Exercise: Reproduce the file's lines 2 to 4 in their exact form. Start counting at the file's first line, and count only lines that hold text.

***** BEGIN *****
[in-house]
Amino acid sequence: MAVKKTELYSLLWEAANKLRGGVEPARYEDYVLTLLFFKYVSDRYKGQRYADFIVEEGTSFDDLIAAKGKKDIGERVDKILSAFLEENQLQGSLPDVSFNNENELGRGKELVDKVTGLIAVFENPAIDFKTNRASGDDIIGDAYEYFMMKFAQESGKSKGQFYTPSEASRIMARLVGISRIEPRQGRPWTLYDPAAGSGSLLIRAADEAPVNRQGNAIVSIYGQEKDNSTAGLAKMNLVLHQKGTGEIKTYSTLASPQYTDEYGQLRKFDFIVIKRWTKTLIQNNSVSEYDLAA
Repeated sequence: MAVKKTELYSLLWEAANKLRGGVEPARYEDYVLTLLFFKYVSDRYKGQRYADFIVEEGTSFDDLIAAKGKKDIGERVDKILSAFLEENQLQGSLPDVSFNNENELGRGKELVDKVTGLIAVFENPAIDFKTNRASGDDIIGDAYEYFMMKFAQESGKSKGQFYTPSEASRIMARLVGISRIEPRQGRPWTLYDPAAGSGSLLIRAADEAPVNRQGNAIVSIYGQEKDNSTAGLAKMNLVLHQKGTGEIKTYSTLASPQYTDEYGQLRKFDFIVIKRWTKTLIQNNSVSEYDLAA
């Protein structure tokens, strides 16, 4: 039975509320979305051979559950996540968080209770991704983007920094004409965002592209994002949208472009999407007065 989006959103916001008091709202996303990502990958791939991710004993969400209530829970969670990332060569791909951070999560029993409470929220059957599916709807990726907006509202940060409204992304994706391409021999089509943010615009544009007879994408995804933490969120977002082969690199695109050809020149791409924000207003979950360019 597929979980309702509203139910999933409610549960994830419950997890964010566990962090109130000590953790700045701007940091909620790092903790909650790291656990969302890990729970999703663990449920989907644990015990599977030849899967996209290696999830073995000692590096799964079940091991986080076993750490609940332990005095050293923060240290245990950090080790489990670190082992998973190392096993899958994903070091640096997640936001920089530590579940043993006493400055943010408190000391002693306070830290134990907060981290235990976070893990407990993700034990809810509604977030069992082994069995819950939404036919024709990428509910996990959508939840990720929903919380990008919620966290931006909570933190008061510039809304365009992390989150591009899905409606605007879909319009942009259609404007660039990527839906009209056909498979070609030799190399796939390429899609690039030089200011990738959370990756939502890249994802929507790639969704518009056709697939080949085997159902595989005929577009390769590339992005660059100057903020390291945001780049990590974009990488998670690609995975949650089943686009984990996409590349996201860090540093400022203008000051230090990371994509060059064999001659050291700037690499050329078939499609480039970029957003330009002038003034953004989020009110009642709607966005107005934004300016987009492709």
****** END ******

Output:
Amino acid sequence: MAVKKTELYSLLWEAANKLRGGVEPARYEDYVLTLLFFKYVSDRYKGQRYADFIVEEGTSFDDLIAAKGKKDIGERVDKILSAFLEENQLQGSLPDVSFNNENELGRGKELVDKVTGLIAVFENPAIDFKTNRASGDDIIGDAYEYFMMKFAQESGKSKGQFYTPSEASRIMARLVGISRIEPRQGRPWTLYDPAAGSGSLLIRAADEAPVNRQGNAIVSIYGQEKDNSTAGLAKMNLVLHQKGTGEIKTYSTLASPQYTDEYGQLRKFDFIVIKRWTKTLIQNNSVSEYDLAA
Repeated sequence: MAVKKTELYSLLWEAANKLRGGVEPARYEDYVLTLLFFKYVSDRYKGQRYADFIVEEGTSFDDLIAAKGKKDIGERVDKILSAFLEENQLQGSLPDVSFNNENELGRGKELVDKVTGLIAVFENPAIDFKTNRASGDDIIGDAYEYFMMKFAQESGKSKGQFYTPSEASRIMARLVGISRIEPRQGRPWTLYDPAAGSGSLLIRAADEAPVNRQGNAIVSIYGQEKDNSTAGLAKMNLVLHQKGTGEIKTYSTLASPQYTDEYGQLRKFDFIVIKRWTKTLIQNNSVSEYDLAA
């Protein structure tokens, strides 16, 4: 039975509320979305051979559950996540968080209770991704983007920094004409965002592209994002949208472009999407007065 989006959103916001008091709202996303990502990958791939991710004993969400209530829970969670990332060569791909951070999560029993409470929220059957599916709807990726907006509202940060409204992304994706391409021999089509943010615009544009007879994408995804933490969120977002082969690199695109050809020149791409924000207003979950360019 597929979980309702509203139910999933409610549960994830419950997890964010566990962090109130000590953790700045701007940091909620790092903790909650790291656990969302890990729970999703663990449920989907644990015990599977030849899967996209290696999830073995000692590096799964079940091991986080076993750490609940332990005095050293923060240290245990950090080790489990670190082992998973190392096993899958994903070091640096997640936001920089530590579940043993006493400055943010408190000391002693306070830290134990907060981290235990976070893990407990993700034990809810509604977030069992082994069995819950939404036919024709990428509910996990959508939840990720929903919380990008919620966290931006909570933190008061510039809304365009992390989150591009899905409606605007879909319009942009259609404007660039990527839906009209056909498979070609030799190399796939390429899609690039030089200011990738959370990756939502890249994802929507790639969704518009056709697939080949085997159902595989005929577009390769590339992005660059100057903020390291945001780049990590974009990488998670690609995975949650089943686009984990996409590349996201860090540093400022203008000051230090990371994509060059064999001659050291700037690499050329078939499609480039970029957003330009002038003034953004989020009110009642709607966005107005934004300016987009492709």